...on Poetry and Fiction - Dialogue-Only Writing Style written by Phyllis P. Colucci at Spillwords.com

…on Poetry and Fiction – Dialogue-Only Writing Style

…On Poetry and Fiction

Dialogue-Only Writing Style

written by: Phyllis P. Colucci



With this article, I’d like to discuss the “Dialogue-Only” writing style. Dialogue between characters can take place in a short story, novella, novel, or even poetry. It’s simply conversation between two or more characters with little or no narrative. In fiction, it can invite you to participate in the storyline; In poetry, it can take your heart on emotional journeys deeper than the words themselves.

One of the first ebooks (novel) I ever attempted to write, titled “The Hand She Dealt to Me”, actually ended up being a work of fiction written totally in “dialogue-only” style. I didn’t realize the direction I was going in until I was half way or better, towards completion of the novel. That’s when I stopped and questioned myself as to what the heck I was doing. With all the work and effort that I had already invested in this work of fiction, I decided to ride it out and continue on this path until I reached the end of my story. To my amazement, I was fully engrossed in the characters, the storyline, the twists and turns in the plot, the climax, and finally the ending. I surprised myself when I went back and read/proofread the entire novel. The reason being was that I also felt a much deeper connection to the characters – who they were, how they spoke, what they desired. I knew them. I knew them all and I knew them well. I felt their pain, joy, troubles, love, happiness, sadness, losses and triumphs. I no longer recognized if they were speaking through me or if I was speaking through them. Something different was happening here. It was a magical connection and a magical transformation between writer and characters.

I actually felt a sense of accomplishment after using this style of writing. As a writer, I soon discovered that a “dialogue-only” writing style may possibly take a reader deeper into the minds and personalities of each character. The reader may find themselves seated inside the story, while the action and conversation happened in front of them, behind them, to the side of them, or all around them. It would be like reading a story in 3D. Much similar to reading a play, but more like watching a movie since this style offers the reader more depth, imagination and interaction.

However, since this was a style I was not familiar with, both as a reader and as a writer, I decided to research the style to see if other authors attempted this. To my surprise, I found a bit of information out there which helped me come to terms with the fact that I had chosen a unique writing style – and was setting myself up for some serious criticism.  Through internet search, I came across the following article on “Dialogue-Only” writing style (at The Rumpus.net) by a young writer named Alexander Kalamaroff, August 9th, 2014, which was quite interesting:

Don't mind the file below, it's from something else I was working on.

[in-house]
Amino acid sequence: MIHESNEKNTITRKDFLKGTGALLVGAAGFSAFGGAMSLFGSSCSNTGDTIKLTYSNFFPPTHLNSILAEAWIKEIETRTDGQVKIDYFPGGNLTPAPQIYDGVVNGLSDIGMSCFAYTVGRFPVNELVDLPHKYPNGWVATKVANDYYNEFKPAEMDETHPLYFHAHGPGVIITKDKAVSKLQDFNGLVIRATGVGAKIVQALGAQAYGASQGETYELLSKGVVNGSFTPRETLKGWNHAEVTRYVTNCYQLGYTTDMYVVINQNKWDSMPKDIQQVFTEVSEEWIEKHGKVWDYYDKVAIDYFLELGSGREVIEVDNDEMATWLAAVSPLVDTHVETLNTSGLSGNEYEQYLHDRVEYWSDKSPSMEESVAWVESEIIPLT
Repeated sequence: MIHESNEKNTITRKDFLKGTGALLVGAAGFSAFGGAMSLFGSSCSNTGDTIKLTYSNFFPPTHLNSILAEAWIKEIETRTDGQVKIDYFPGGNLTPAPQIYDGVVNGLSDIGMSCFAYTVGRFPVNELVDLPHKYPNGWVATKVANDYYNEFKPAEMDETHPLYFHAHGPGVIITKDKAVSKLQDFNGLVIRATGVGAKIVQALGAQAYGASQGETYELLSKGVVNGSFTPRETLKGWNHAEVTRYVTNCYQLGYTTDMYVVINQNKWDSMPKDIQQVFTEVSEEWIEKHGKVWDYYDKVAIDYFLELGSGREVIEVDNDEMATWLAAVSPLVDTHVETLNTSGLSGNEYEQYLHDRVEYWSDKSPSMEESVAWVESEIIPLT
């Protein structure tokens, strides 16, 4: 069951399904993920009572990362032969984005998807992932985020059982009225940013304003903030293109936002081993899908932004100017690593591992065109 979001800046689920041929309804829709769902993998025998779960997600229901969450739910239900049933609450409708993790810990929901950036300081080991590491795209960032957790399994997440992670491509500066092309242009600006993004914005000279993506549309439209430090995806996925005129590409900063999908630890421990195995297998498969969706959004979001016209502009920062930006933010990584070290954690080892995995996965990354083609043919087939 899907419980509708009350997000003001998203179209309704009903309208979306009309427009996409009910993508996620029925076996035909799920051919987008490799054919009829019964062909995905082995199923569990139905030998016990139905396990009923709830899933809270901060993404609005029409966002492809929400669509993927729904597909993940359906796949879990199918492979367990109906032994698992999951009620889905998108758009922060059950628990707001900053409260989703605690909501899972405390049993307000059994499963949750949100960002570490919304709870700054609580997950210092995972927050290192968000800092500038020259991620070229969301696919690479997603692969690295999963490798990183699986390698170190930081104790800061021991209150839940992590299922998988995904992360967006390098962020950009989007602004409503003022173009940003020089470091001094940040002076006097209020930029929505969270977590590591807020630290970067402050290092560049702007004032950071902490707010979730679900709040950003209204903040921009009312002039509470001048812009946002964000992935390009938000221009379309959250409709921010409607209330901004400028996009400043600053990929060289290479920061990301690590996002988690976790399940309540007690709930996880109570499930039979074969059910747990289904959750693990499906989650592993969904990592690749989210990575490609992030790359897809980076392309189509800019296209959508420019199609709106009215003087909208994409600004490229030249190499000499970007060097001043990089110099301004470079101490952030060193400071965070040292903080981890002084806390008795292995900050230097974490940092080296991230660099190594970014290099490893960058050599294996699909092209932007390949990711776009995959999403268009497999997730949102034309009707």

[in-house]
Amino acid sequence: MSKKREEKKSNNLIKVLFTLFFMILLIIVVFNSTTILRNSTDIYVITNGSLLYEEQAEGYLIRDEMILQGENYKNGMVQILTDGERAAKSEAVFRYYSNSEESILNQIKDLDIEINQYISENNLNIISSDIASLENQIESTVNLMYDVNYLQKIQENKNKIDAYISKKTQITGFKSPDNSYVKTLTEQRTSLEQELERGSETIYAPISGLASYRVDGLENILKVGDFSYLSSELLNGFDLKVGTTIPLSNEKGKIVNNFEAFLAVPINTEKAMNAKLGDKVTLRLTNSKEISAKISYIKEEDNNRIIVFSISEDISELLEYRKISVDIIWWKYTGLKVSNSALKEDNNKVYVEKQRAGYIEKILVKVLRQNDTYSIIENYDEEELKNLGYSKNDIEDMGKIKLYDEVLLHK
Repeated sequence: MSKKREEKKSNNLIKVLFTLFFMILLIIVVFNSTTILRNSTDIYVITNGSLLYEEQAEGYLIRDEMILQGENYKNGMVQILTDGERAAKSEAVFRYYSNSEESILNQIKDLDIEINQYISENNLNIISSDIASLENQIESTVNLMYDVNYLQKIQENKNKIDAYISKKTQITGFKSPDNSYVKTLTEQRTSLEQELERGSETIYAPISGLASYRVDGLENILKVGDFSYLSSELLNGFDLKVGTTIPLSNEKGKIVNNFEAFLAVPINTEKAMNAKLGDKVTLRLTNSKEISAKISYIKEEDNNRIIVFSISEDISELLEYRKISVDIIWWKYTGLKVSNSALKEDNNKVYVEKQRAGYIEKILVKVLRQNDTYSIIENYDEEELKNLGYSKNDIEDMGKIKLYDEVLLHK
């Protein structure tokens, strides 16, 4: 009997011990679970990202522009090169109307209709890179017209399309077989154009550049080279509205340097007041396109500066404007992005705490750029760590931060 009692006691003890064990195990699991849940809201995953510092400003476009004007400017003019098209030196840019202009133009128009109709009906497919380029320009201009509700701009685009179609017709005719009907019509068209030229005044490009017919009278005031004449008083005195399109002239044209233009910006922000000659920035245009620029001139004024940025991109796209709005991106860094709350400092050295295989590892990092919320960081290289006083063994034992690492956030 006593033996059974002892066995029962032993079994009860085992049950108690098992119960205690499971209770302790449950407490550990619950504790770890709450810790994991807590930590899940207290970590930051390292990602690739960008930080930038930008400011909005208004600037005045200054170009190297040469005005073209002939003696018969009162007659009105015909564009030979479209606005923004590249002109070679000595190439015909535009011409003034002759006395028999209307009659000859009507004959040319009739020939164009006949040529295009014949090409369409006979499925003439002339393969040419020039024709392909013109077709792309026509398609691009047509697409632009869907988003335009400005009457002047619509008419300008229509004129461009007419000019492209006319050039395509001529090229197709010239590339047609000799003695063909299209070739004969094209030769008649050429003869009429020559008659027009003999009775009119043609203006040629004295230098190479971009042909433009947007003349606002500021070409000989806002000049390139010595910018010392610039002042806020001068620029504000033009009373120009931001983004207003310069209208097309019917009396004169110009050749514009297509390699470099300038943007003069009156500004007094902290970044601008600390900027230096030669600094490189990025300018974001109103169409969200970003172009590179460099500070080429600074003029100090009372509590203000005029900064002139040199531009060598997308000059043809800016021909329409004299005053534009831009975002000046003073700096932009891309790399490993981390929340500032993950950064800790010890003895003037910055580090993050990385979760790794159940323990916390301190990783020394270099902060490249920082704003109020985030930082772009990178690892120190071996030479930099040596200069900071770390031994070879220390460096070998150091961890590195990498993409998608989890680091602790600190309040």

“The dialogue novel is a unique creature. In it the conversations among characters are the primary or    only means of narrative advancement—so the initial experience might be similar to reading a play or movie script, where we’re tasked to mentally dramatize what we’re reading. But the dialogue novel is intriguing because it is not meant for stage or screen. And compared to its compatriot, the monologue novel—which has a substantial history shaped by Dostoevsky, Nabokov, and W.G. Sebald, to name only three masters of that form—the dialogue novel is quite rare. While they can be challenging to read, dialogue-dominated narratives create amazing opportunities for philosophical inquiry, stylistic originality, and stunning creativity that are surely worth exploring.”

…So, in my opinion, readers either love the style or hate it. Some of my critics felt confused in keeping up with the dialogue, the characters, and who was speaking at the time. Others enjoyed it thoroughly, according to verbal and written reviews. I made it a point to use the characters’ names quite frequently in order to identify the speakers so  readers could follow easily. I also made an effort to use separate paragraphs for each speaker. It seemed to flow smoothly for me.  However, I was the creator of this work of fiction. I owned it, I controlled it, I brought it to life. Of course it would run smoothly for me as I read it. So knowing that this work of fiction could somehow prove to be challenging to a reader, it’s out there living amongst the many books on the Amazon market, waiting to be purchased by someone who wants to be challenged. Yes, it reads like a play, but feels like a movie. You may find yourself in the middle of the action, with a sudden urge to reach out to the characters. You will want to touch them, talk with them, laugh with them, cry with them, accompany them on their journeys; eat with them, drink with them, and whatever else tickles your fancy.

You may be pleasantly surprised by this writing style, while enjoying a wonderful journey, with twists and turns that may place you so deep into the story that the only way out is to remain there until the very end. Ha! So if you are brave enough as a reader to be challenged by the experience, try a “dialogue-only” novel at some point. I can honestly say it’s not for everyone, but it’s definitely for someone.

You decide – Here is a sample of that writing style from my first ebook; a novel titled “The Hand She Dealt to Me”: